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I am performing the ratio test on series and I come across many situations where I have any of those 3 in the numerator and denominator and I was wondering what I could cancel as n approaches infinity.

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  • $\begingroup$ You might look into the Stirling approximation. You'll find $ n^n $ and $(n+1)^n $ differ by a bounded factor while $ n! $ is far smaller. $\endgroup$
    – Ian
    Apr 4, 2015 at 16:22

4 Answers 4

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If I am interpreting your question correctly, here is how you can relate $n^n$ and $(n+1)^n$.

$$\lim_{n\to\infty} \frac{(n+1)^n}{n^n} = \lim_{n\to\infty} \left(\frac{n+1}{n}\right)^n = \lim_{n\to\infty} \left(1 + \frac{1}{n}\right)^n = e.$$

More generally,

$$\lim_{n\to\infty} \frac{(n+k)^n}{n^n} = \lim_{n\to\infty} \left(\frac{n+k}{n}\right)^n = \lim_{n\to\infty} \left(1 + \frac{k}{n}\right)^n = e^k.$$

If you want to compare $n^n$ and $n!$ it might help to write $$\frac{n^n}{n!} = 1\cdot \frac{n}{n-1} \cdot \frac{n}{n-2} \cdots \frac{n}{2} \cdot \frac{n}{1} \geq n$$ which is a crude way to see that the limit must tend to $+\infty$.

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No, neither of these are true. First, $$ \lim_{n \to \infty} \frac{(n+1)^n}{n^n} = e. $$ This is because $$ \frac{(n+1)^n}{n^n} = \left(\frac{n+1}{n}\right)^n = \left(1 + \frac{1}{n}\right)^n $$ The limit of the last expression is the definition of $e$.

On the other hand $$ \lim_{n \to \infty} \frac{n!}{n^n} = 0. $$ That's because $$ \frac{n!}{n^n} = \frac{n \cdot (n-1) \cdot \ldots \cdot 1}{n \cdot n \cdot \ldots \cdot n} = \frac{n}{n} \cdot \frac{n}{n-1} \cdot \ldots \cdot \frac{1}{n}, $$ and that last product clearly goes to $0$ as $n \to \infty$.

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    $\begingroup$ And for $frac{n!}{(n+1)^n}$, not that $0<\frac{n!}{(n+1)^n} < \frac{n!}{n^n}$, so this one goes to $0$ as $n \rightarrow \infty$ as well. $\endgroup$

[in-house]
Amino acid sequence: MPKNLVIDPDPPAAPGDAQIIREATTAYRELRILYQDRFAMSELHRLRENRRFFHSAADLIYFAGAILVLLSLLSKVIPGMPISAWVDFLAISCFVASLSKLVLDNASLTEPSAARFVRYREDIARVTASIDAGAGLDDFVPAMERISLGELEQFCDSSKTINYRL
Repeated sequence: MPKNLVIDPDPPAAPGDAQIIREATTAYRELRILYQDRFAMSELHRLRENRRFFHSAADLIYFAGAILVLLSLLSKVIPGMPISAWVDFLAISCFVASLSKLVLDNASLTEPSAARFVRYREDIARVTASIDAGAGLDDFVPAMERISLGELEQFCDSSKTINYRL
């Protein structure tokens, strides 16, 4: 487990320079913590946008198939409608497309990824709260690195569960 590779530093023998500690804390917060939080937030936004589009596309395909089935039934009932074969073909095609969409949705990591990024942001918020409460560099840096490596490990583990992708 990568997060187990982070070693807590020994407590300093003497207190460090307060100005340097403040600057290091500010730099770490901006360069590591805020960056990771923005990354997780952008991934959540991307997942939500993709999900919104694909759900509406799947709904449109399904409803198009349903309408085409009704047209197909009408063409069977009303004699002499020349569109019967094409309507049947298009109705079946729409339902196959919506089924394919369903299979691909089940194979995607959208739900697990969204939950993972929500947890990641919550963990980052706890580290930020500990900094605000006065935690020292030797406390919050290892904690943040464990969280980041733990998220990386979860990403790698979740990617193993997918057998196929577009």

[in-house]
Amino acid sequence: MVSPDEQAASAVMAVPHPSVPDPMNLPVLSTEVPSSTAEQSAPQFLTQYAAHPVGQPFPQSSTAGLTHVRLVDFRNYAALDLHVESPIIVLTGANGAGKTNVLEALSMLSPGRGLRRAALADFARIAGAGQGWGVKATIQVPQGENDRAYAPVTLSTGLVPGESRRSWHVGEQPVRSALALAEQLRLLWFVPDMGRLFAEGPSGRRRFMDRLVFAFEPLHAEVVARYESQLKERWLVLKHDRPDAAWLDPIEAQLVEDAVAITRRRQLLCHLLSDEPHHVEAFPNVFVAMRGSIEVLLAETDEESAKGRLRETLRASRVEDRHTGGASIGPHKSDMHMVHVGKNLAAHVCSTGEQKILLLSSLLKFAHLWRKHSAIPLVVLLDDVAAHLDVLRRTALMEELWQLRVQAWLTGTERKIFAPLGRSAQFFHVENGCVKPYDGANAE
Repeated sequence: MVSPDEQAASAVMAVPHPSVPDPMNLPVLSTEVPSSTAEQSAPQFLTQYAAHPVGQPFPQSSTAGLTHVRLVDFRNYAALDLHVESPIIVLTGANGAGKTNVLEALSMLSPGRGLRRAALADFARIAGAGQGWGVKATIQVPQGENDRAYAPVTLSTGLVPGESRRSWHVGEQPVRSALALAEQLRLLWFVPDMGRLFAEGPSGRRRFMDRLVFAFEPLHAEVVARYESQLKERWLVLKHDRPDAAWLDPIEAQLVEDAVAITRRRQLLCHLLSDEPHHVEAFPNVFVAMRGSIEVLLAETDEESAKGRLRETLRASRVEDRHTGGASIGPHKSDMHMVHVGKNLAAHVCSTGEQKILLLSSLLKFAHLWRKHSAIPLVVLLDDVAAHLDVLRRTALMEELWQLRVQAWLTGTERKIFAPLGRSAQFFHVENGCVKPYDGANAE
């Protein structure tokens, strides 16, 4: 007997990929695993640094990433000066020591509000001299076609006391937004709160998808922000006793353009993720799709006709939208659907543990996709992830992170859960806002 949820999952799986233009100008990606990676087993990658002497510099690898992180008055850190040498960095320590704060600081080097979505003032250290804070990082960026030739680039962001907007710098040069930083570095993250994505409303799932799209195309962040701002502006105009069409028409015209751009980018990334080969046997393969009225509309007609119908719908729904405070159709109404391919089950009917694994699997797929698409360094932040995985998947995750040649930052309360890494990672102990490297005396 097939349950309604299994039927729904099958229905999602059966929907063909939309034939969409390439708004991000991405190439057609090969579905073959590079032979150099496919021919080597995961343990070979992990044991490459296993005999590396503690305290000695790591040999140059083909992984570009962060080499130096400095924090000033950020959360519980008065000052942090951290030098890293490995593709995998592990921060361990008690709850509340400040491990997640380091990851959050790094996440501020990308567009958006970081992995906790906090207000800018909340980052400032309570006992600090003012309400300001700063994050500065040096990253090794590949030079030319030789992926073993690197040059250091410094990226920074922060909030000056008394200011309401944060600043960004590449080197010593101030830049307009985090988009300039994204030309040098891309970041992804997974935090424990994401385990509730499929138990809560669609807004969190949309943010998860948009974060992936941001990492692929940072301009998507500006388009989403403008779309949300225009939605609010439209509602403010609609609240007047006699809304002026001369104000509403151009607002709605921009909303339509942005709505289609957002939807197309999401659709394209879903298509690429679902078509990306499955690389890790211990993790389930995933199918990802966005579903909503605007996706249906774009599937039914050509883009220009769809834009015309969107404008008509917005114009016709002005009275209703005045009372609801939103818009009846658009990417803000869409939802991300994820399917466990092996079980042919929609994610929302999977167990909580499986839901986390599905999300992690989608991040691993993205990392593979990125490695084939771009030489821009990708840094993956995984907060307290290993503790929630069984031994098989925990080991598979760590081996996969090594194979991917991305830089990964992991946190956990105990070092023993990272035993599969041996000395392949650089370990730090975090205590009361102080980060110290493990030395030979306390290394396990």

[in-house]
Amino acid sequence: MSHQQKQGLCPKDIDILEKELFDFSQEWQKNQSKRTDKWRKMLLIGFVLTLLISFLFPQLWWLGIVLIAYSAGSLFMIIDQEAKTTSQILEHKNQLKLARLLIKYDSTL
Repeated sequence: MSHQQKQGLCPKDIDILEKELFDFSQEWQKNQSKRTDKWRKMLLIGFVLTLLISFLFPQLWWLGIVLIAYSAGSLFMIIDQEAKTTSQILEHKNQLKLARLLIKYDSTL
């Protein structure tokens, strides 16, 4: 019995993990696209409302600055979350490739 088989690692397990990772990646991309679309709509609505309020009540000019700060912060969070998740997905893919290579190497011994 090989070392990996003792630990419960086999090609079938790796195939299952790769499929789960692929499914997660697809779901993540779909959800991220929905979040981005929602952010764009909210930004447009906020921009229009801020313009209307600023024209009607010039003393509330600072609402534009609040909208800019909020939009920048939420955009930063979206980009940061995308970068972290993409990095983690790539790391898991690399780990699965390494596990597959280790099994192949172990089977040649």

– Roland
    Apr 4, 2015 at 16:28
  • $\begingroup$ what about $\frac{(n+1)^{k-1}}{n^k}$ where k is any number, I'm thinking that would be 0? $\endgroup$
    – Sean
    Apr 4, 2015 at 16:39
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We have the following orders we have $n!<<n^n$ and $(n+1)^n\sim e n^n$:

  • When we are dealing with fractions with theses terms the best approsimation for $n!$ is given by Stirling's formula: $$n\sim \left (\frac{n}{e} \right)^n\sqrt{2\pi n} $$
  • Note also that: $$\left (1+\frac{x}{n}\right)^n=e^x $$

so for example $(n+x)^{(n+y)}\sim e^{x}n^n$

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You should know the fundamental limit $$ \lim_{n\to +\infty} \frac{(n+1)^n}{n^n} = \lim_{n\to +\infty} \Bigl(\frac{n+1}{n}\Bigr)^n = \lim_{n\to +\infty} \Bigl(1 + \frac{1}{n}\Bigr)^n = e $$ so when $n$ approaches $+\infty$ the expressions $n^n$ and $(n+1)^n$ differ only by a constant. On the other hand we have $$ \lim_{n\to +\infty} \frac{n!}{n^n} = 0$$ and since we know the previous estimate, this limit gives also the relation between $(n+1)^n$ and $n!$. Another useful method is to use Stirling's approximation, which contains all the informations here explained.

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